Baby Step 6.0: Pay off house EARLY

NOTE: Making 1 extra payment per year (or 1/12th of a payment extra each month) will reduce the number of payments on a 30 year mortgage by 4 years or more.

Our future plan:

  1. We are going through the process of refinancing our first mortgage. The second will be paid off in a matter of months, woohoo! Once that is complete we will follow straight down the Baby Steps and save 3 months emergency funds, resume retirement contributions, and start a college fund for our son.
  2. Our stretch goal for Baby Step 6 is to pay the house off by the time my wife is 40. When analyzing the refinance, I determined that if we can roll the monthly savings from refinancing, around $100 per month, and then add an additional $375 per month, we could pay it off in a little over 14 years and would meet our stretch goal. I get excited just thinking about be completely DEBT FREE!

Stay tuned, the next and last Baby Step is the best…

Previous Posts:
Dave Ramsey's Baby Steps - Expanded
Baby Step 0: Live like no one else…
Baby Step 1.0: Save $1,000 in Baby Emergency Fund (BEF)
Baby Step 2.0: Do debt snowball, paying all your debts from lowest BALANCE to highest

Baby Step 3.0: Save 3-6 months EXPENSES in a Fully Funded Emergency Fund (FFEF)
Baby Step 4.0: Start Contributing 15% of you paycheck to retirement

Baby Step 5.0: Save for kids college fund

Coming Up Next:
Baby Step 7.0: Build Wealth & Give - … so now you can live like no one else!!

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Pole carrying electricity, Cable TV, and telep...Image via Wikipedia

Looking for ways to cut your expenses to save extra money? Maybe for your Debt Snowball?
What about your cable bill?

We have cut out all but basic cable and I have ordered a HDTV tuner so that I can get FREE over the air HDTV. Once I get that all set up, we may cut the cable to cable tv all together (pun intended).

Checkout this article detailing what one couple has done to save $1488 over 16 months.

ABC News: Cancel Your Cable and Still Watch Great TV

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Baby Step 5.0: Save for kids college fund

NOTE: There are 3 common college savings avenues

  • Education IRA or Education Savings Account
  • UTMA or UGMA (Universal Transfer/Gift to Minors Act)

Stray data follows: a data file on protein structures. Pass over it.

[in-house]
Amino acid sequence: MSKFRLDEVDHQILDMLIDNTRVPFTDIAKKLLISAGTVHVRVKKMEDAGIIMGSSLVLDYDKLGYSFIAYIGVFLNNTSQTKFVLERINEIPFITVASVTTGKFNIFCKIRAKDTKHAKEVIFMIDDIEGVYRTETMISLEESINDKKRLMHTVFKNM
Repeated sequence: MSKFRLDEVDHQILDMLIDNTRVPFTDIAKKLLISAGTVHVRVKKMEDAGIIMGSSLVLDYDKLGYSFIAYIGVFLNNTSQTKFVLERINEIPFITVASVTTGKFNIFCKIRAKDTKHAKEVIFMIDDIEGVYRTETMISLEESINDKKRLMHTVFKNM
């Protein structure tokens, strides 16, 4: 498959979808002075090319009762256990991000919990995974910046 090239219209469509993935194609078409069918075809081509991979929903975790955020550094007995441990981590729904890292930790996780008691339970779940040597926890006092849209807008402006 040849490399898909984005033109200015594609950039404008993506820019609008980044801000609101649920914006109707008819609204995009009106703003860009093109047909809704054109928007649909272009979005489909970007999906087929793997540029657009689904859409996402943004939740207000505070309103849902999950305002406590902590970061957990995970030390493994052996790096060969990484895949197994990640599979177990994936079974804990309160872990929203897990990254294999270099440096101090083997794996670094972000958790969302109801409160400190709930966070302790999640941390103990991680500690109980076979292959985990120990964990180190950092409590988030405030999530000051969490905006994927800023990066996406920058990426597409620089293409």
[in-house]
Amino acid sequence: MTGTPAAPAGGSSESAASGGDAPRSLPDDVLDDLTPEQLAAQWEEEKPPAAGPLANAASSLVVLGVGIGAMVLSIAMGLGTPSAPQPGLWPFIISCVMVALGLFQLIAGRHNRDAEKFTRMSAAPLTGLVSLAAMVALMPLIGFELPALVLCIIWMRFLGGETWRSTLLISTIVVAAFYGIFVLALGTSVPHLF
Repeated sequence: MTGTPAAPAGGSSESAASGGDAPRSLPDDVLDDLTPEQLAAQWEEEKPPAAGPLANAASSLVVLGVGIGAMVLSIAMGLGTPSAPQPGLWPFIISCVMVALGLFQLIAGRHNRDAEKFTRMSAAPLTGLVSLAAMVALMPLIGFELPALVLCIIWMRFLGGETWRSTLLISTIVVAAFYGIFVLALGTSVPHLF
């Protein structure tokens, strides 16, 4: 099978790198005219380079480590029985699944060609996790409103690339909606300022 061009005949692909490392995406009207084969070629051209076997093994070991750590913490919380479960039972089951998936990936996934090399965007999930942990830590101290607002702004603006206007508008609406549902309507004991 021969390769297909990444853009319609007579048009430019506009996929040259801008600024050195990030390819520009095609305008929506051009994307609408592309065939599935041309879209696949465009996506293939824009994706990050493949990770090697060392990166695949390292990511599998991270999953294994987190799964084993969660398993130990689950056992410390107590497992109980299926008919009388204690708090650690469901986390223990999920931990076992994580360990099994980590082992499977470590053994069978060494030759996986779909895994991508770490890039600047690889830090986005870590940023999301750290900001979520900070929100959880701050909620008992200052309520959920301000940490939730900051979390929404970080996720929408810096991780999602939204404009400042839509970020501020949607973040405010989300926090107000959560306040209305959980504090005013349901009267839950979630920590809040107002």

• State Sponsored 529 Plan

Our plan:

  1. Once the second mortgage is paid off, then we can start retirement back and begin our college fund.
  2. Right now we have some money sitting in an ING account designated for our son. I actually haven’t made up my mind yet exactly which avenue we will use for the college fund. Considering using a Roth IRA in my wife’s name, that way it’s not tied solely to education and then if they don’t need or use it, it’s just extra retirement funds for us.

    Another note on steps 4.0 and 5.0, they are typically done at the same time.

Previous Posts:
Dave Ramsey’s Baby Steps - Expanded
Baby Step 0: Live like no one else…
Baby Step 1.0: Save $1,000 in Baby Emergency Fund (BEF)
Baby Step 2.0: Do debt snowball, paying all your debts from lowest BALANCE to highest

Baby Step 3.0: Save 3-6 months EXPENSES in a Fully Funded Emergency Fund (FFEF)
Baby Step 4.0: Start Contributing 15% of you paycheck to retirement

Coming Up Next:
Baby Step 6.0: Pay off house EARLY

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In case you missed this because it was buried under all the inauguration day hype, the credit card processing company Heartland Payment Systems exposed millions of credit card numbers over a number of months. These were Visa and MasterCard transactions. They didnt even know about the breach until Visa and MasterCard notified them, and that was LAST YEAR! See articles here and here.

Our local credit union has a actual list (that is continuing to be updated) of the card numbers that were compromised. All I had to do was make a phone call and at this point our debit cards are in the clear. They suggested call again in another week or so just to re-verify.